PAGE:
There are various facts and factors surrounding US drug company Gilead Sciences at the moment, all of which go to make it one of the most fascinating situations on the stock market. Gilead also provides insight as to how both the world of corporate finance, investment banking, financial journalism and financial social media works currently. All in all, it is quite a heady mix.
The Eye Of The Covid-19 Hurricane
As far as the background fundamentals are concerned, there is little doubt that just on its own Gilead is at the eye of the Covid-19 hurricane. With its flagship drug remdesivir, we have the best weapon in the fight against Covid-19, with the antiviral in the frontline of the battle. This will continue to be the case, not only in the run up to a possible vaccine for Covid, but even after one is developed – if indeed, we ever get one in an adequate timescale. As we know, it was predicted that there might be a vaccine by September in the Spring, something which is increasingly looking as solid as an end to the Great War “by Christmas” of 1914.
The second issue with Gilead is that remdesivir is so ahead of the pack, the company effectively has a monopoly on Covid treatment, a point which has been underlined by the BMJ in an article yesterday, as it called for the US to end the company’s monopoly on production. This is certainly a curious state of affairs for what is after all still an unapproved investigational drug. The question perhaps is how this state of affairs can be rectified, and how quickly? In the meantime, the shortage of supply is perhaps one of the more disastrous aspects of the pandemic, given that even with a full supply the battle against Covid would be an uphill one.
Moving away from the use of remdesivir, we have Gilead’s position within the pharma sector off the back of its star treatment. It is rare that any company sits on IP which gives it such an advantage in terms of the market place, whether in pharma or tech or anywhere else. But remdesivir is Gilead’s Golden Goose, and means that even though this is just one antiviral, currently the company stands as tall, if not taller than its peers.
What is interesting is that even without reports of M&A interest on social media, and beyond, it is inconceivable that Gilead would not be in the sights of major pharma players. The goal of every pharma company is to be in a monopoly situation as far as a blockbuster drug, and historically this means that if you have not developed one yourself, then you would acquire that of a competitor. Therefore, with such an edge at Gilead, it seems inconceivable that moves have not been made on Gilead. Whether the indications that it is AstraZeneca or Roche or whoever, one could say that it would be negligent if talks had not occurred or were ongoing.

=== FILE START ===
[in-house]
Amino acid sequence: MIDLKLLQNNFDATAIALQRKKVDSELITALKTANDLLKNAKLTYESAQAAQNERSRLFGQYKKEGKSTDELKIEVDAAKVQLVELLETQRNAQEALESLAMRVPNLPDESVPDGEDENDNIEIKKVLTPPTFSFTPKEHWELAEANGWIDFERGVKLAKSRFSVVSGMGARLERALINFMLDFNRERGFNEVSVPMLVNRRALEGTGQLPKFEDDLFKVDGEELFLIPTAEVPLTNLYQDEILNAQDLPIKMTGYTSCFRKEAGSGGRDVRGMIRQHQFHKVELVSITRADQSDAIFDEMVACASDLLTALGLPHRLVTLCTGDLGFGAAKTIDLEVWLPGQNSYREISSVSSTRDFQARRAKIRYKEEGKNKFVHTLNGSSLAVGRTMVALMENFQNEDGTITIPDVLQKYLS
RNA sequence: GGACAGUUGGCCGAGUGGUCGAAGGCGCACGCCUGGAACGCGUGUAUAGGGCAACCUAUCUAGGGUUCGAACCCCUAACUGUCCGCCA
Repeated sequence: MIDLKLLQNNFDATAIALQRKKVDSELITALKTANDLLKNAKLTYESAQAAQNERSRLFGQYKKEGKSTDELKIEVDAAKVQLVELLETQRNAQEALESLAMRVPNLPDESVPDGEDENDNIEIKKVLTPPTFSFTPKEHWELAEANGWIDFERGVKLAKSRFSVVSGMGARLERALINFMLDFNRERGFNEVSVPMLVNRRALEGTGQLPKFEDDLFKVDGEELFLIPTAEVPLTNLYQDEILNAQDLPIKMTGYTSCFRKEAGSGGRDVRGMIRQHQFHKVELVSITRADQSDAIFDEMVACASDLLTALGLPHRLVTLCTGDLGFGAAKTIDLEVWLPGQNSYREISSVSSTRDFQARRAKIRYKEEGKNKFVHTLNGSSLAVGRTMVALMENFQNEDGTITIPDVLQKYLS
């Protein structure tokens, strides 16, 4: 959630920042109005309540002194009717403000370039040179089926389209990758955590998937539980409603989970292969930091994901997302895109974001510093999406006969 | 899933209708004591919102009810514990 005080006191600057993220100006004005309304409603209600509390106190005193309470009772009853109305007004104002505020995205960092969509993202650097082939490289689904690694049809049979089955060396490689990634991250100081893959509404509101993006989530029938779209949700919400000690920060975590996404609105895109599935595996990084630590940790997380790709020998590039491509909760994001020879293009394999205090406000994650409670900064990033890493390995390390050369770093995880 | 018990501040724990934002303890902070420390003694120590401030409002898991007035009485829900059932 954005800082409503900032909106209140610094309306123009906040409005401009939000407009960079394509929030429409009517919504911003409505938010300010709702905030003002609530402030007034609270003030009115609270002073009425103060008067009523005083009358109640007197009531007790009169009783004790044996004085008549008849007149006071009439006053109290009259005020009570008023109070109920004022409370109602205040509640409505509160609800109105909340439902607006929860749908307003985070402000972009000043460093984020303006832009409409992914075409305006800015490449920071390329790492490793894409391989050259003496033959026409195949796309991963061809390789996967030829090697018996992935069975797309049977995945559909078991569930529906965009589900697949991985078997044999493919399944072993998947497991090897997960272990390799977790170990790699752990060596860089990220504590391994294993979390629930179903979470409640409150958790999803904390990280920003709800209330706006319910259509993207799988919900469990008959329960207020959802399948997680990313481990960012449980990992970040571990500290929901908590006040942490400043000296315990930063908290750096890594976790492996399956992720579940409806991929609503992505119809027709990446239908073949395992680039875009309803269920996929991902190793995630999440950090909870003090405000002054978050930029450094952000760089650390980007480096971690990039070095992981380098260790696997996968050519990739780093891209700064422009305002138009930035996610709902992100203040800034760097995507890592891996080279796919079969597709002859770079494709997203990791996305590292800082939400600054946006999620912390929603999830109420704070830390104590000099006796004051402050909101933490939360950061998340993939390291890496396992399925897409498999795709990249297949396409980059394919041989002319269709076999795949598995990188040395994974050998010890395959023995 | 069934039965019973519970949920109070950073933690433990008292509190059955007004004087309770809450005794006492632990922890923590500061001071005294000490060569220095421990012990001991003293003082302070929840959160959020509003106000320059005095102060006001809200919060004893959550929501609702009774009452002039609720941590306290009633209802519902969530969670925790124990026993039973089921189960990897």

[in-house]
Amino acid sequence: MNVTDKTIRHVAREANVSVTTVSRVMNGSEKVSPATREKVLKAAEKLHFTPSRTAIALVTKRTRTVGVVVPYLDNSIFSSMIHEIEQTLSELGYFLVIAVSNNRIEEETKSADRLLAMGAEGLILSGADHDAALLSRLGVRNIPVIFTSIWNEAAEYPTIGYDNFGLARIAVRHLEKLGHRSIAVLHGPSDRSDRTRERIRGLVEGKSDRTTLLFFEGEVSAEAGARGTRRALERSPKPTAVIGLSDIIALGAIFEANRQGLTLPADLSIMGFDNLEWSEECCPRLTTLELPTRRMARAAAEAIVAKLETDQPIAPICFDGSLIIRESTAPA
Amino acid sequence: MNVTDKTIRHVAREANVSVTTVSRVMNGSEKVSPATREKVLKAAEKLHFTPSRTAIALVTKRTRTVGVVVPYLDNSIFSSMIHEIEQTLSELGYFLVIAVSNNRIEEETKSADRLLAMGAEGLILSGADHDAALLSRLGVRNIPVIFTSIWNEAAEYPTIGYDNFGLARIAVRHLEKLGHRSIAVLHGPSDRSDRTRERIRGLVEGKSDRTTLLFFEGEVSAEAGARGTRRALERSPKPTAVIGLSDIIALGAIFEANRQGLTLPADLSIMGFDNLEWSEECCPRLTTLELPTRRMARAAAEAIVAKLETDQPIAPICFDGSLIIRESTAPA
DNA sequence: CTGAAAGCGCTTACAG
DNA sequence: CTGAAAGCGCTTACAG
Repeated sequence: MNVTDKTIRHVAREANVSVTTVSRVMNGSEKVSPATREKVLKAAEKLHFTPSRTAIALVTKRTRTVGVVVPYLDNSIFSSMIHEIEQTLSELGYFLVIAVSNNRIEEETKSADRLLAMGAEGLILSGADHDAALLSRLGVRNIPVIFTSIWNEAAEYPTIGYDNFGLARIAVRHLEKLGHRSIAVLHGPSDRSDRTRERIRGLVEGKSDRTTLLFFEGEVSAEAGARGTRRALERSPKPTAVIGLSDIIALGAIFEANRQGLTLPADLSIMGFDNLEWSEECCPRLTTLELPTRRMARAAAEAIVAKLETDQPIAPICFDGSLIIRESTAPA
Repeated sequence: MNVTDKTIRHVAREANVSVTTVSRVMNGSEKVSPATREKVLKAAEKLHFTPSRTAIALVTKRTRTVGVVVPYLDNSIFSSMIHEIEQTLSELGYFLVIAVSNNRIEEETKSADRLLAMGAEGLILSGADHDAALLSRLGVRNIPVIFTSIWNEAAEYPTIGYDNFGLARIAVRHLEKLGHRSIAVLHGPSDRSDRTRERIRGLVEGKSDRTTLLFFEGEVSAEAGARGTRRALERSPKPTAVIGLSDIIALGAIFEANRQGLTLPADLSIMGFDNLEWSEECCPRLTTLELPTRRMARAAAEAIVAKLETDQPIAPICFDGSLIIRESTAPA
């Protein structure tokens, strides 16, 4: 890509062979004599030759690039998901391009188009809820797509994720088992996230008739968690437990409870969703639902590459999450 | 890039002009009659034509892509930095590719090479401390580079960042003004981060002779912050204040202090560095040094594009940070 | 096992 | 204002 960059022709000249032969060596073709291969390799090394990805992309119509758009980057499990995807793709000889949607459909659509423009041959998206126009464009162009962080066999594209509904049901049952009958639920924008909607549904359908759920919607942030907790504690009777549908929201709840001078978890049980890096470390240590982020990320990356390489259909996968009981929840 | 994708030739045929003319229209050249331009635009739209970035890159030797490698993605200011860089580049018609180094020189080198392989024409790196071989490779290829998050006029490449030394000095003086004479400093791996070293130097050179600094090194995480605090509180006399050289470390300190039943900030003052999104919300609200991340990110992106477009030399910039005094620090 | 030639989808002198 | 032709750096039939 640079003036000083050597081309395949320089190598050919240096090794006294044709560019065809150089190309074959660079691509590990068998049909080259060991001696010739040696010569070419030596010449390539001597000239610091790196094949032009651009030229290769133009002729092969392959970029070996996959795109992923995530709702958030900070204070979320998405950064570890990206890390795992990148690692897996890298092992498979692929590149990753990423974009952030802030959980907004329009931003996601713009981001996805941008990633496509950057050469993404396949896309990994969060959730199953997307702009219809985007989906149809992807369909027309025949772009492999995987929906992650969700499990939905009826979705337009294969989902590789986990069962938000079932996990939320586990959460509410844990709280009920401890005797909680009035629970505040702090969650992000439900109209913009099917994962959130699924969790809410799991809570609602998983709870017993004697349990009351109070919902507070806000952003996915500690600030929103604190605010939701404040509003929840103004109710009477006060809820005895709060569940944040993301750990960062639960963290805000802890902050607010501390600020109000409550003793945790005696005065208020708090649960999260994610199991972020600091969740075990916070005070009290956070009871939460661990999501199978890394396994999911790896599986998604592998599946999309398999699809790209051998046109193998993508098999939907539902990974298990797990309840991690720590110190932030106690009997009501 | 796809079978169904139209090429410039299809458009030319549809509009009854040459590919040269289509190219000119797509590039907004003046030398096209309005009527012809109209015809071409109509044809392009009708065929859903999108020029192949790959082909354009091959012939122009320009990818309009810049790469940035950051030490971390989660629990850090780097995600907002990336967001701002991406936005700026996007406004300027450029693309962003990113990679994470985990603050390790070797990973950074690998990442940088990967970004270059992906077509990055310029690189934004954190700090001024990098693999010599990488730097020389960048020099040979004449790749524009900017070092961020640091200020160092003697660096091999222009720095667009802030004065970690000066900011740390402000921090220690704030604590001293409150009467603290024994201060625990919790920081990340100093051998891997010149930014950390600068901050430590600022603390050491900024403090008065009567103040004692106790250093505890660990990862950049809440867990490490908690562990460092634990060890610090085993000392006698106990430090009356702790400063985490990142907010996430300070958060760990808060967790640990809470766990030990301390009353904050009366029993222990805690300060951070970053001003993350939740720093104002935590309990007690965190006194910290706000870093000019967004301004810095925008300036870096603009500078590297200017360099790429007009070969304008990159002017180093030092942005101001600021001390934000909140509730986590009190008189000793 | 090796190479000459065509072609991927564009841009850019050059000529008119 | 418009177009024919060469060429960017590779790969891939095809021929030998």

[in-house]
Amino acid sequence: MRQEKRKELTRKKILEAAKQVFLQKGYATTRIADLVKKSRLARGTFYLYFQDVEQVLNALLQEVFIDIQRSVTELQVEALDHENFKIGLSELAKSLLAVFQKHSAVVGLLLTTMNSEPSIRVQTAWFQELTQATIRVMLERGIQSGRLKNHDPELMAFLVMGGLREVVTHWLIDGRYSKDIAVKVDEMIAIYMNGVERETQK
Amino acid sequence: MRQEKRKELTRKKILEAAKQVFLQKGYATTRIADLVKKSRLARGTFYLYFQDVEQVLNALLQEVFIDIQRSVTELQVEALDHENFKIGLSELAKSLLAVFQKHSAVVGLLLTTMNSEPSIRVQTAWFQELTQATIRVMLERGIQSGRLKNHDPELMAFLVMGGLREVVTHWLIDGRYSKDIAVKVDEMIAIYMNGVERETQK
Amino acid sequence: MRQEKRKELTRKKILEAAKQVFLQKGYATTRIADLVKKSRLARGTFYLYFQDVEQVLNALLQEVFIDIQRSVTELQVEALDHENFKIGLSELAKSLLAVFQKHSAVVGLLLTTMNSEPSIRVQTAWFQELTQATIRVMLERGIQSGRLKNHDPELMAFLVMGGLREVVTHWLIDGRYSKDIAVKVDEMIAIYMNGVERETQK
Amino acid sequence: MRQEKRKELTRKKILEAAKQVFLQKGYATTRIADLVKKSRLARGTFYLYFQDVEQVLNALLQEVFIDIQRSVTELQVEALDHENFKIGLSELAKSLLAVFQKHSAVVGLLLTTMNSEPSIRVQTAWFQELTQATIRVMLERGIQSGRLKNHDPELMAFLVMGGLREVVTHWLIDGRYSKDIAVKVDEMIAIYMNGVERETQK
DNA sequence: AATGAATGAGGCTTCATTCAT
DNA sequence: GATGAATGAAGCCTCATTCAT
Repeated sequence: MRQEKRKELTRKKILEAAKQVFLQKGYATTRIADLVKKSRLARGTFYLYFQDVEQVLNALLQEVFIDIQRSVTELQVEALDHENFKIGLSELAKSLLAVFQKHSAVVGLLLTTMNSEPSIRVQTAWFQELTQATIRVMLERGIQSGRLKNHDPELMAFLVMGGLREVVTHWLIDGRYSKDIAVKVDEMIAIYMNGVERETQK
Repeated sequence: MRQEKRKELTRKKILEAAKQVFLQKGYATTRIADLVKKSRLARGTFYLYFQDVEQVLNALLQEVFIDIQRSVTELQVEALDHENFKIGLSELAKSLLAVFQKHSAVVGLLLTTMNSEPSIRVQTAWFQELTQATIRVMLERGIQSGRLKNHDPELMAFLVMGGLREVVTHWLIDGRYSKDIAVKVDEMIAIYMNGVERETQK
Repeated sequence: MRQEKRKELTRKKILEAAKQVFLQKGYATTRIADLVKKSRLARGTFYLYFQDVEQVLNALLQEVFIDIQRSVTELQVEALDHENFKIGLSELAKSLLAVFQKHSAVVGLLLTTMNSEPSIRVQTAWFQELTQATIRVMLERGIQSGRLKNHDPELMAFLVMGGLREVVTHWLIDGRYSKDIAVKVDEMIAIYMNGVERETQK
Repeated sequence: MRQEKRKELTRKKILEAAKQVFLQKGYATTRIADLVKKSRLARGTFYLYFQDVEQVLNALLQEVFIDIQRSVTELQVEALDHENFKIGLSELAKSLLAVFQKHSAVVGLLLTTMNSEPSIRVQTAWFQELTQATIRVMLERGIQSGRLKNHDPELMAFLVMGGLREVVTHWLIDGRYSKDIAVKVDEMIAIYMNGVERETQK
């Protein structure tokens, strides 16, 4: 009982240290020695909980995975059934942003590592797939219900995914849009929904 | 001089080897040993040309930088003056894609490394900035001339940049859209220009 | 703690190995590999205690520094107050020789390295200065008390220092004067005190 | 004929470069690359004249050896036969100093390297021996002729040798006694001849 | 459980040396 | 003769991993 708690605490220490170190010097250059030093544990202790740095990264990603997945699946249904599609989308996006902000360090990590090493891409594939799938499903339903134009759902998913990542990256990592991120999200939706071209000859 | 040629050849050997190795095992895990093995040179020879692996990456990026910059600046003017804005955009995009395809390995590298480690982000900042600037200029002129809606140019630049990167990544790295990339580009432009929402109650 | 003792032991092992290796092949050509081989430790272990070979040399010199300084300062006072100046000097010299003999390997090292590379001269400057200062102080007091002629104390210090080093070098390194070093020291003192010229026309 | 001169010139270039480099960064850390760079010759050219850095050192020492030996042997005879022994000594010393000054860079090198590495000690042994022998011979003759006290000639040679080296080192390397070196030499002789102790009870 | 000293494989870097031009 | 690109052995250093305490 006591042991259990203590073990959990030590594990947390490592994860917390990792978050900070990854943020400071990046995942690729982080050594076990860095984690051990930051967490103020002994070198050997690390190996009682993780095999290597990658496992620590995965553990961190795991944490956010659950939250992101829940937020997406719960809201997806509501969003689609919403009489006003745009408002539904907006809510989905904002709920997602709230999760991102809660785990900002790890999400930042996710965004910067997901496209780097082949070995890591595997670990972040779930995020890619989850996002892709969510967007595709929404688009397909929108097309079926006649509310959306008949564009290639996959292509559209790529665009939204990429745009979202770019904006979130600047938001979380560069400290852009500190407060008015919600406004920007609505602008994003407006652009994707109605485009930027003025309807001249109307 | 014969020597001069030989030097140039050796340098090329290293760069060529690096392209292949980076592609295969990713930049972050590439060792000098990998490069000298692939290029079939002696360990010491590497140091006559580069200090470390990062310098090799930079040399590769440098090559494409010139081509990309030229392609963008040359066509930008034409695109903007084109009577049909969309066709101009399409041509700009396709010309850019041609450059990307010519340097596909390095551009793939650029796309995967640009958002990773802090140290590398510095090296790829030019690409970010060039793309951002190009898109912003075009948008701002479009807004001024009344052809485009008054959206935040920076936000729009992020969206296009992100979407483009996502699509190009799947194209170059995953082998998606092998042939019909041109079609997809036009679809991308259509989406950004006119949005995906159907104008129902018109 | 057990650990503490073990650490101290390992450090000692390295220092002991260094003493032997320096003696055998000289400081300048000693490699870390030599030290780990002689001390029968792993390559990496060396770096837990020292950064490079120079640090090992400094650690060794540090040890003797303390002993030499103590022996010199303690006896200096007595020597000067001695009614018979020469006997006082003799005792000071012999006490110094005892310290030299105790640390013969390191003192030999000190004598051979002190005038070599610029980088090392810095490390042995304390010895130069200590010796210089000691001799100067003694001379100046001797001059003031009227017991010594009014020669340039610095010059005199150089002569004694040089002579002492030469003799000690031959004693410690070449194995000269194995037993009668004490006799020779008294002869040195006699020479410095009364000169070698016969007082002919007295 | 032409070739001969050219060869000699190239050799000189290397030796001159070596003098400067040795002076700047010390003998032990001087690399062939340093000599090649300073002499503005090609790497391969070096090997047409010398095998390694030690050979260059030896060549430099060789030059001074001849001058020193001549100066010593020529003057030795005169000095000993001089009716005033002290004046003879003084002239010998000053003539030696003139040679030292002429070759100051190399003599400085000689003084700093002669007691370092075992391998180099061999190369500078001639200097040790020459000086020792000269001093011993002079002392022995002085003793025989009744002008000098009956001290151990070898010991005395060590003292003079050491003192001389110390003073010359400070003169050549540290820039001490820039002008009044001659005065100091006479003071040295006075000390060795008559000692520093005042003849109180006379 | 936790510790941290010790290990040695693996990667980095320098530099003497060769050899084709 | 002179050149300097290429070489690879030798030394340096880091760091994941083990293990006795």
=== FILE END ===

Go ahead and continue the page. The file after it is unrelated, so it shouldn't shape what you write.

It is also logical that in order to avoid its monopoly situation being endangered, Gilead would not necessarily find such talks unwelcome. Being part of a largely entity would give it more fire power against such a scenario of having its star asset diluted.
Stacked Up Story?
But it may be that the most interesting aspect of the Gilead / remdesivir affair, is not its monopoly, or that it should be welcoming suitors, it is that the financial mainstream media has not been able to press the button on Gilead being a M&A play. Ironically, the protocol of the likes of Bloomberg, Wall Street Journal and the Financial Times, mean that while parts of what is going on in and around Gilead tick some of the boxes to serve up a stacked up story, as things stand it falls between various stools. Indeed, the analogy here is that in terms of Gilead, no one so far seems willing to be the first on the dance floor.
Fundamentally In Play
Of course, the rumour mill can live on social media for some time, and as gossip among traders. But in Gilead as things stand we have a company which is in play fundamentally, if not in actuality – even if the mainstream media has not been able to get its respective story over the line regarding who is talking to whom, advisors on a deal, or timeframes. While the remdesivir shortage continues, Gilead remains in the limelight, and M&A is increasingly likely as a remedy to this state of affairs.
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